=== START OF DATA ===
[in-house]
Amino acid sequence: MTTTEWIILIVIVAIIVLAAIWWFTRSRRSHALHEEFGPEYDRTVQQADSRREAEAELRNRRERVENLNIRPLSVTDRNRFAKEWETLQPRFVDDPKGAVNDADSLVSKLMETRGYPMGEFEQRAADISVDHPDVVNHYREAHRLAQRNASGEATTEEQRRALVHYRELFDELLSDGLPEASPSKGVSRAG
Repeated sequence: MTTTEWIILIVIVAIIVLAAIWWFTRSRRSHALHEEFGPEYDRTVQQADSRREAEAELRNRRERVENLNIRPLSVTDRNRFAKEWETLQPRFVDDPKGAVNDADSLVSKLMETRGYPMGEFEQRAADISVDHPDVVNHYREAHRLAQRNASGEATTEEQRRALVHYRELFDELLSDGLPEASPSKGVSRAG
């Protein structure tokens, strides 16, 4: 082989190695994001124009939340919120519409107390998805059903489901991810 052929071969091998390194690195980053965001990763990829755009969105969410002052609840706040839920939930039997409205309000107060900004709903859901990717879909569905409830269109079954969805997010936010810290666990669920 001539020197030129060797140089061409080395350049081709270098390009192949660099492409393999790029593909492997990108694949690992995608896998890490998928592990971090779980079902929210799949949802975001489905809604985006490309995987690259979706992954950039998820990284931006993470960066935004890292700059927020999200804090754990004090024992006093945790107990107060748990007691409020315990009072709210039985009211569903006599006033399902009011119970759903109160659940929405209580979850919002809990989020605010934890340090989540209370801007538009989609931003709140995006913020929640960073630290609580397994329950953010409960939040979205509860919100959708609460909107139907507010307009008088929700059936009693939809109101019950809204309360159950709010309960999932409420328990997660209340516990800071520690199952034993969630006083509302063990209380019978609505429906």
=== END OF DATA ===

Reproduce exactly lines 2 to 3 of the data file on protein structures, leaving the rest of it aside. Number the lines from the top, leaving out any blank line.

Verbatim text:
Amino acid sequence: MTTTEWIILIVIVAIIVLAAIWWFTRSRRSHALHEEFGPEYDRTVQQADSRREAEAELRNRRERVENLNIRPLSVTDRNRFAKEWETLQPRFVDDPKGAVNDADSLVSKLMETRGYPMGEFEQRAADISVDHPDVVNHYREAHRLAQRNASGEATTEEQRRALVHYRELFDELLSDGLPEASPSKGVSRAG
Repeated sequence: MTTTEWIILIVIVAIIVLAAIWWFTRSRRSHALHEEFGPEYDRTVQQADSRREAEAELRNRRERVENLNIRPLSVTDRNRFAKEWETLQPRFVDDPKGAVNDADSLVSKLMETRGYPMGEFEQRAADISVDHPDVVNHYREAHRLAQRNASGEATTEEQRRALVHYRELFDELLSDGLPEASPSKGVSRAG